Chinese authorities are working overtime to suppress the large protests that have broken out across China in response to three years of President Xi Jinping's strict "zero COVID" lockdowns and testing regime. China's censors have gone into overdrive, including cutting shots of jubilant maskless crowds from state TV coverage of the World Cup in Qatar.
As China endures yet another round of "draconian" lockdowns, "in live broadcasts, Chinese citizens saw large crowds gathering and celebrating — maskless — in stadiums, effectively piercing narratives such as 'all other countries screwed up on COVID except us' and 'Western countries don't care about their citizens and just let them die,'" Melissa Chen, a contributing editor at Britain's The Spectator, tweeted.
An open letter questioning the zero COVID policy and asking if China is "on the same planet" as Qatar spread quickly on China's WeChat mobile messenger last week "before being censored," BBC News reports.
World Cup broadcasts aside, Chinese protesters have been taking steps to get around the censors in a sort of cat-and-mouse game.
Videos of protests are still spreading across Chinese media, thanks to filters and other tricks and the sheer scale of the sharing, New York Times Asia tech reporter Paul Mozur tweeted. "Ultimately, it's not that the censorship apparatus is failing, it's just hit it's natural limit. When you have this many people posting this much and being creative, the world's best internet control regime loses."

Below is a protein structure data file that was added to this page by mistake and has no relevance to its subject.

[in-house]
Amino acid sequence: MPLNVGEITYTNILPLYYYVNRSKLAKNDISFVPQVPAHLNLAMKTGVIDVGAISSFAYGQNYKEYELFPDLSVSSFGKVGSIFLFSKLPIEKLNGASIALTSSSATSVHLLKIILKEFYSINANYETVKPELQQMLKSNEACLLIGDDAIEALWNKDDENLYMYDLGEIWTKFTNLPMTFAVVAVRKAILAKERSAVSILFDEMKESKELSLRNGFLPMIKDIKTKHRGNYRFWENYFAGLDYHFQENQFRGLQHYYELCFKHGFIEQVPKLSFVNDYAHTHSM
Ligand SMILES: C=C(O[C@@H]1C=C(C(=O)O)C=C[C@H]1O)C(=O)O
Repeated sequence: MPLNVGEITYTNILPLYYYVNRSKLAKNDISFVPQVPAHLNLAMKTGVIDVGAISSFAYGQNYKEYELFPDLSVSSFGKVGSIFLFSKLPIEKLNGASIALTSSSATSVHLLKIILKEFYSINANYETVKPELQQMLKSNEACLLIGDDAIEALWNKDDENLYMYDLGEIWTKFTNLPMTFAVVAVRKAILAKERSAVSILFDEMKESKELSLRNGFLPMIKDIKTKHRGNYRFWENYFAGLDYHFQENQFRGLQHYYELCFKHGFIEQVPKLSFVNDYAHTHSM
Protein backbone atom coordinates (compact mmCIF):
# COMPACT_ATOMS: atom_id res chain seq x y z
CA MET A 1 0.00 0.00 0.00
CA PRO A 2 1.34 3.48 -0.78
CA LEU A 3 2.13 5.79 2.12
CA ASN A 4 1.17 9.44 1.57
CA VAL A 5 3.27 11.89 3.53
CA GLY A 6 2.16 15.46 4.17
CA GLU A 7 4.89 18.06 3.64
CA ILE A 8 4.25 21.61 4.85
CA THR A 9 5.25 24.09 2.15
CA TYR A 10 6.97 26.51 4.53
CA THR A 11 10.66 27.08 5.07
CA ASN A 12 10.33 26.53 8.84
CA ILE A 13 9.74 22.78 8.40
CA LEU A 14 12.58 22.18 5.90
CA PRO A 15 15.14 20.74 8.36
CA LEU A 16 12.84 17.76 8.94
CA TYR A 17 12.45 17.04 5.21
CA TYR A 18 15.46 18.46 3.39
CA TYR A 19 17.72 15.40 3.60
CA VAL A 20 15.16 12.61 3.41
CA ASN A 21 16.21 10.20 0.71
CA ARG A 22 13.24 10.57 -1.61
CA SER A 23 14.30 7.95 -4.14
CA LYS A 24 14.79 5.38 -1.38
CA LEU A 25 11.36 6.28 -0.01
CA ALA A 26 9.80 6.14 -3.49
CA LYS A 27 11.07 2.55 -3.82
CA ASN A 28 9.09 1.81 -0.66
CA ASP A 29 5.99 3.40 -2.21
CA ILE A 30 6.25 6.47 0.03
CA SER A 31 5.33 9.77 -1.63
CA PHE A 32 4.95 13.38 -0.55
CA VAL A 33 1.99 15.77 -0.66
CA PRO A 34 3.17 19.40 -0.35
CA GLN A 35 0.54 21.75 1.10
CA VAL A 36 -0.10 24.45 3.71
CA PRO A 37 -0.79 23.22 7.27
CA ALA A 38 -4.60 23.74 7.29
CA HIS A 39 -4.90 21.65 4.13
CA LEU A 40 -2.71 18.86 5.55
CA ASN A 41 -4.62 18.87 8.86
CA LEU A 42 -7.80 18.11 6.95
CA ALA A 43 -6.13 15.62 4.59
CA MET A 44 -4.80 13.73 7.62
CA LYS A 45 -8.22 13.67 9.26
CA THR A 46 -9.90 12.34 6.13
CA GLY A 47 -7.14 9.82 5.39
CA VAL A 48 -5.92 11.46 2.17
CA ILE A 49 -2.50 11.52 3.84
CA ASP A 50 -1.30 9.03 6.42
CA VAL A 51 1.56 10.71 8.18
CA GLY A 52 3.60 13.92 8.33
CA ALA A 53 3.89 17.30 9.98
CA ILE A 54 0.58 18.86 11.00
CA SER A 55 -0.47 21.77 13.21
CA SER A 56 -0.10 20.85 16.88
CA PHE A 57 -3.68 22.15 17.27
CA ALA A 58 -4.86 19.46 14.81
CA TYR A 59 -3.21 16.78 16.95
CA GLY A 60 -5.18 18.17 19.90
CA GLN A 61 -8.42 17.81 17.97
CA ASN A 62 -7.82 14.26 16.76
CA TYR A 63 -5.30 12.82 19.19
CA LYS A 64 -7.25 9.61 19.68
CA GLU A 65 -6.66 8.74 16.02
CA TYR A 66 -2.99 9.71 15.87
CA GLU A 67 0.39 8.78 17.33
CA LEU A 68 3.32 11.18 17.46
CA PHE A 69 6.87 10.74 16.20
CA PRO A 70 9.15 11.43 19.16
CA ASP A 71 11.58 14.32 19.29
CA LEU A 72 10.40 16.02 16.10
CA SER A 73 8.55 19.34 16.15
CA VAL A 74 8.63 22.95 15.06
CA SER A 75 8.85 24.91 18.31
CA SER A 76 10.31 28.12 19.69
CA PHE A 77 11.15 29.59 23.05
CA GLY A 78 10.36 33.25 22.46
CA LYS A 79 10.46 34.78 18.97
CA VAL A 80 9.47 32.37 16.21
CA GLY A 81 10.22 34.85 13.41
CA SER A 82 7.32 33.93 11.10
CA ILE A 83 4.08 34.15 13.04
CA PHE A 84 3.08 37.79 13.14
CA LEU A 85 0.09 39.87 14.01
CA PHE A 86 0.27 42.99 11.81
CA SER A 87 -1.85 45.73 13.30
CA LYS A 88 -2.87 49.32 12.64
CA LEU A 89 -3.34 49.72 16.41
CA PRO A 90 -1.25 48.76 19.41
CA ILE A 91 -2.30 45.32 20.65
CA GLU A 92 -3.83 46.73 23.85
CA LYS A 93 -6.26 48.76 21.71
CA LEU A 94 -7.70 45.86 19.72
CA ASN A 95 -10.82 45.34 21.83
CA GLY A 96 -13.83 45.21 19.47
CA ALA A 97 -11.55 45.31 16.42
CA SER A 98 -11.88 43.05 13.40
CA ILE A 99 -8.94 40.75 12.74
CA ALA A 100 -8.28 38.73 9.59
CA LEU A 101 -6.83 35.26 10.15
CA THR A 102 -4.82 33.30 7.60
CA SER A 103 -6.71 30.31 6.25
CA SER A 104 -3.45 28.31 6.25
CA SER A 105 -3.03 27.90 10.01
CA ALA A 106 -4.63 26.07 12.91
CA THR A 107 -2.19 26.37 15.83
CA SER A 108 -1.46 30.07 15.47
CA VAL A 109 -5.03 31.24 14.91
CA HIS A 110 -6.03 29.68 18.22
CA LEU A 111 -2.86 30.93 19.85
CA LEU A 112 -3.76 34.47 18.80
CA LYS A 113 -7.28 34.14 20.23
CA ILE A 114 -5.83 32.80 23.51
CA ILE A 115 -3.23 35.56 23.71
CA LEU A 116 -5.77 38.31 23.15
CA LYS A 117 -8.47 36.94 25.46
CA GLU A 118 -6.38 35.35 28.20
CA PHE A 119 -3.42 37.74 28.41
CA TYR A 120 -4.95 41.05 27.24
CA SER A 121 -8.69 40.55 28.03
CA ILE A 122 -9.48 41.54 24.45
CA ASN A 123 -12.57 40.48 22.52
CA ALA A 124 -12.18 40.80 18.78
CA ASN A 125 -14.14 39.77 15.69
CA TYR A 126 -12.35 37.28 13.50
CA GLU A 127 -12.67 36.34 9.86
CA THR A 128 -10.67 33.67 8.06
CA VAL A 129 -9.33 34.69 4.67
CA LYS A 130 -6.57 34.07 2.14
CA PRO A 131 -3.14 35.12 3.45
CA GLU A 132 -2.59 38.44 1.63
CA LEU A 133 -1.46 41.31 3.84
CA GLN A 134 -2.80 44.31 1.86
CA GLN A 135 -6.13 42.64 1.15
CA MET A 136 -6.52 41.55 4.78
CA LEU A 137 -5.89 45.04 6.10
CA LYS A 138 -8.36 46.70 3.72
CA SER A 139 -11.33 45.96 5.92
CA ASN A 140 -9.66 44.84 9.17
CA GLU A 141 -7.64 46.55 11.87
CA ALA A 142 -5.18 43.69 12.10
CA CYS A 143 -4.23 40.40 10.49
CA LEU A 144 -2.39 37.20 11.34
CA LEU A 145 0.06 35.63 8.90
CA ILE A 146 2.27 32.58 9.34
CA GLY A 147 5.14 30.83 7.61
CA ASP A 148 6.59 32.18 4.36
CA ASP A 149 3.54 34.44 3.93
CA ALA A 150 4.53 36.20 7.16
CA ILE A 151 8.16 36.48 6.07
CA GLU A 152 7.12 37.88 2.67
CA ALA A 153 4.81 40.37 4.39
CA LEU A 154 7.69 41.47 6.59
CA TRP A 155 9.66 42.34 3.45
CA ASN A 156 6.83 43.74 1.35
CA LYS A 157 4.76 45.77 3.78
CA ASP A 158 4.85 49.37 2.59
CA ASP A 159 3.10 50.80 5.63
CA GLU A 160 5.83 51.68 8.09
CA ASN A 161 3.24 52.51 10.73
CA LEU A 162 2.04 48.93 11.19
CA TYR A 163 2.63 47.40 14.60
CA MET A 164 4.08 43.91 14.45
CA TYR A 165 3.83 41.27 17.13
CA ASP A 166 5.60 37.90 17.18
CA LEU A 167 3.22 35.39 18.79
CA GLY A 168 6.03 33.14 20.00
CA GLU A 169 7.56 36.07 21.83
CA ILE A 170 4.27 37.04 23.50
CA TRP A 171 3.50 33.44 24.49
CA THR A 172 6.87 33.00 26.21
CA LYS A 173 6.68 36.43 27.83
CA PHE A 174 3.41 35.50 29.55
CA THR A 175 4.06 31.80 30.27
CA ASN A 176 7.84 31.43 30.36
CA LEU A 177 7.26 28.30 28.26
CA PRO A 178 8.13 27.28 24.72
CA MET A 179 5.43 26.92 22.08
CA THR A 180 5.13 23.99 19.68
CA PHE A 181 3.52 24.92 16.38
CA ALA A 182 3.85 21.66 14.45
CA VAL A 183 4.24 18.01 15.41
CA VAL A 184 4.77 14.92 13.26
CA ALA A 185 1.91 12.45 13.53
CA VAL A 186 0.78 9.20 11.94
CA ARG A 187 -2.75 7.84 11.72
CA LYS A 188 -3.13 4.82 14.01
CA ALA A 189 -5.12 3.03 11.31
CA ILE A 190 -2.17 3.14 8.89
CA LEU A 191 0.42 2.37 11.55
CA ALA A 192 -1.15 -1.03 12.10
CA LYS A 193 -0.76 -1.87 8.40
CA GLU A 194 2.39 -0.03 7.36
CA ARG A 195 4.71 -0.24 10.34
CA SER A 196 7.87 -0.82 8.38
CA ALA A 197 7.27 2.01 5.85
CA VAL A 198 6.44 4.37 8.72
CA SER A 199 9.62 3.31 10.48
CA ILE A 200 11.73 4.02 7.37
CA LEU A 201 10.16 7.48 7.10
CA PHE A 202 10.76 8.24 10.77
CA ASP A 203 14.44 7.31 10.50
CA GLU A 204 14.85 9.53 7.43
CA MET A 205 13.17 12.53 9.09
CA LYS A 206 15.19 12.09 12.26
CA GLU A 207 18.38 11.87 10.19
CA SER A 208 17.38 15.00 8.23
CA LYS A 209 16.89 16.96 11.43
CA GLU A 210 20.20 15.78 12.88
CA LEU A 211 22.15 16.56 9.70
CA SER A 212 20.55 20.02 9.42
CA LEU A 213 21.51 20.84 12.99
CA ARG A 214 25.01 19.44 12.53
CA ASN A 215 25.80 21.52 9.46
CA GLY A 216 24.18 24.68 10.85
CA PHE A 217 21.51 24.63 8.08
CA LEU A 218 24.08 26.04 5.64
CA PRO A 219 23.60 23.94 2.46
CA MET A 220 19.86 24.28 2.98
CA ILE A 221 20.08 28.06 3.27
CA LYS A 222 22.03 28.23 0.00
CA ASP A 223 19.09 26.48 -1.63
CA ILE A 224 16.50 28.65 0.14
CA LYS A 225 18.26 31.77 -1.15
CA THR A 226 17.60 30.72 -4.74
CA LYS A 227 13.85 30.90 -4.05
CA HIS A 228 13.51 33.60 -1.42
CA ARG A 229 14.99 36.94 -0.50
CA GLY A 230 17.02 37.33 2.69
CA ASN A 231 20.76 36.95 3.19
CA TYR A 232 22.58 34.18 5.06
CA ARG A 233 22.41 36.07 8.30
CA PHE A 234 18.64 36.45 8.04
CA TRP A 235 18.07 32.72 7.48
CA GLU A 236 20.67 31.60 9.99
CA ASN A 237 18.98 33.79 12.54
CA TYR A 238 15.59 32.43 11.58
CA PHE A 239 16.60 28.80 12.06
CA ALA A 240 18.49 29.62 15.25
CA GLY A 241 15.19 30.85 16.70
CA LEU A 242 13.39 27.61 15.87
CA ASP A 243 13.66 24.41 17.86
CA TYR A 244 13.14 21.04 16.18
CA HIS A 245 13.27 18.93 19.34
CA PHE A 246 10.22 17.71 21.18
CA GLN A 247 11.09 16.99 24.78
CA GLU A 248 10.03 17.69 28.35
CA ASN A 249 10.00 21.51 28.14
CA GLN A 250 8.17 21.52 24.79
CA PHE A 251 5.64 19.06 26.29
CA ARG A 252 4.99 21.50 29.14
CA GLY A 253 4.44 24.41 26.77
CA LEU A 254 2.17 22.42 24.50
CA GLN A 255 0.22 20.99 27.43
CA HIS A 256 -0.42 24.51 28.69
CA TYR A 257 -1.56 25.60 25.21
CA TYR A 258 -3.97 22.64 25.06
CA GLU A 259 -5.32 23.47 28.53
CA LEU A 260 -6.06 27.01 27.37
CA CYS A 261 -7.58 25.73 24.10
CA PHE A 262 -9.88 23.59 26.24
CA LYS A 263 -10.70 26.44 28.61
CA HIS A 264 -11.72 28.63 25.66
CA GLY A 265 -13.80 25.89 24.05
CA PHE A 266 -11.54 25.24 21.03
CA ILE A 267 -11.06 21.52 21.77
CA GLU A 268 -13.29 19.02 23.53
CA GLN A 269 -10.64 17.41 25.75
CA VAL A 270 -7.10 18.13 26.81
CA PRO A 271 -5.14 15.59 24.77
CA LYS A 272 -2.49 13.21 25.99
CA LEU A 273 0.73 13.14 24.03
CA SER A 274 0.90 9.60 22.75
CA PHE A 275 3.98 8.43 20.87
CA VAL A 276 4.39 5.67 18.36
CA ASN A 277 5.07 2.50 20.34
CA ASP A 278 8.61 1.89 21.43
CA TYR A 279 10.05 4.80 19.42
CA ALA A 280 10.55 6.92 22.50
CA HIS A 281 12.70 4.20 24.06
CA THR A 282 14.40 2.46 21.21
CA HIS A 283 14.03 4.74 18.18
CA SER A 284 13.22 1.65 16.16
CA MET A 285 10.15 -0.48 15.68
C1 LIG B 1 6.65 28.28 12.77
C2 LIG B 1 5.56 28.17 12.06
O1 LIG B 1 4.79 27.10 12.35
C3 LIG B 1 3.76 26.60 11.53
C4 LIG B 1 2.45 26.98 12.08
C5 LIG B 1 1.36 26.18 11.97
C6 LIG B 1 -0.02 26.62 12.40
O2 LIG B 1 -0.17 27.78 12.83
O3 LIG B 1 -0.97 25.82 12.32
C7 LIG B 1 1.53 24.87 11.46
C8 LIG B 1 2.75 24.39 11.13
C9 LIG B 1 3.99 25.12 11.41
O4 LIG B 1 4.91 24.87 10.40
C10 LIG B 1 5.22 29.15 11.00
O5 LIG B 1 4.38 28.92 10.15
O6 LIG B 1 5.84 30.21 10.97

Some demonstrators, especially students at prestigious Chinese universities, started holding up blank sheets of paper to protest both Xi's COVID policies and the increasing censorship in China that won't allow them to write protest slogans. In response, "'blank sheet of paper' and 'white paper' now also only show sparing results" on social media, BBC China media analyst Kerry Allen reports.
Other protesters, when ordered to stop waving their blank sheets of paper, "responded with sarcastic chants of 'more lockdowns' and 'I want to do a COVID test,'" BBC New reports. The government has "urged universities across the country to send students home as soon as possible to quell further dissent on campuses," the Financial Times reports.
Clearly "the absolute limits of the most sophisticated online control system in the world are being tested in a way they have not before," Mozur writes. "Still, time, power, and money are all on the side of the censors. Hard to bet against them."